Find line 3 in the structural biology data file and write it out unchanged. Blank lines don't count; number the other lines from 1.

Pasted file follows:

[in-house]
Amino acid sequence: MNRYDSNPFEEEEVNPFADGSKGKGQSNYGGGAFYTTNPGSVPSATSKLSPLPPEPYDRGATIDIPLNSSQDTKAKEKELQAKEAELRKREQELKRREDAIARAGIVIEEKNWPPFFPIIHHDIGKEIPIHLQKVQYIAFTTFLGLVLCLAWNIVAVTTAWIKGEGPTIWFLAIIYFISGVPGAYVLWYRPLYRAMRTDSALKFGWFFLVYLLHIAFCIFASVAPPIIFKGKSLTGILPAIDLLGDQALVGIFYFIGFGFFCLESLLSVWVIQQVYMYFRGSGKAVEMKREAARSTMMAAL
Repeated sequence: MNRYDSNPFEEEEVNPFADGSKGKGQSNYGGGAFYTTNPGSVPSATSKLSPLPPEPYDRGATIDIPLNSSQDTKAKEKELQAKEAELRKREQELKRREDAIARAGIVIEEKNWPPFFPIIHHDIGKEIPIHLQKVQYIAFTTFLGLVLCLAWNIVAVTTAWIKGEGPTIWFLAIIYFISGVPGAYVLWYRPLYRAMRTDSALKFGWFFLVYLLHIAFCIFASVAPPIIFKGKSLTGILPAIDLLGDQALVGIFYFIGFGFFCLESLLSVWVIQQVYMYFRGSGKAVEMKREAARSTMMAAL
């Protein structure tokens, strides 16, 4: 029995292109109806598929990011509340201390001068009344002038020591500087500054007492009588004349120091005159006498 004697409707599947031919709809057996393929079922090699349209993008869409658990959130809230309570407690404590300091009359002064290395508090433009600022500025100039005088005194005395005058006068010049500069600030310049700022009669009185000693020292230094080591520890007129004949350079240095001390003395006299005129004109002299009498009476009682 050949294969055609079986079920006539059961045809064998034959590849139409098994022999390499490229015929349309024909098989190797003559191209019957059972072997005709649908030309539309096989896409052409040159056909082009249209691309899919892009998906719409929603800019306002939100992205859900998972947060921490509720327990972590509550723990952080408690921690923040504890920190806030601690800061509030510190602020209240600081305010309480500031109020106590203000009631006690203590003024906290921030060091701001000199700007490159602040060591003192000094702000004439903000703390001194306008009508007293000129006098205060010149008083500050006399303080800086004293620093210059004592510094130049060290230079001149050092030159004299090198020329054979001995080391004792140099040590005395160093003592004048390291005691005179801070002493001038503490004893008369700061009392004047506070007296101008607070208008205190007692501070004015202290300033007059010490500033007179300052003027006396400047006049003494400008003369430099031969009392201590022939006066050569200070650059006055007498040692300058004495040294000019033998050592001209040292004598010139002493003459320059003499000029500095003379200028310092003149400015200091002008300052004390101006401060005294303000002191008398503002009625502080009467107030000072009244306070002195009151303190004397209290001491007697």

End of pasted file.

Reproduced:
Repeated sequence: MNRYDSNPFEEEEVNPFADGSKGKGQSNYGGGAFYTTNPGSVPSATSKLSPLPPEPYDRGATIDIPLNSSQDTKAKEKELQAKEAELRKREQELKRREDAIARAGIVIEEKNWPPFFPIIHHDIGKEIPIHLQKVQYIAFTTFLGLVLCLAWNIVAVTTAWIKGEGPTIWFLAIIYFISGVPGAYVLWYRPLYRAMRTDSALKFGWFFLVYLLHIAFCIFASVAPPIIFKGKSLTGILPAIDLLGDQALVGIFYFIGFGFFCLESLLSVWVIQQVYMYFRGSGKAVEMKREAARSTMMAAL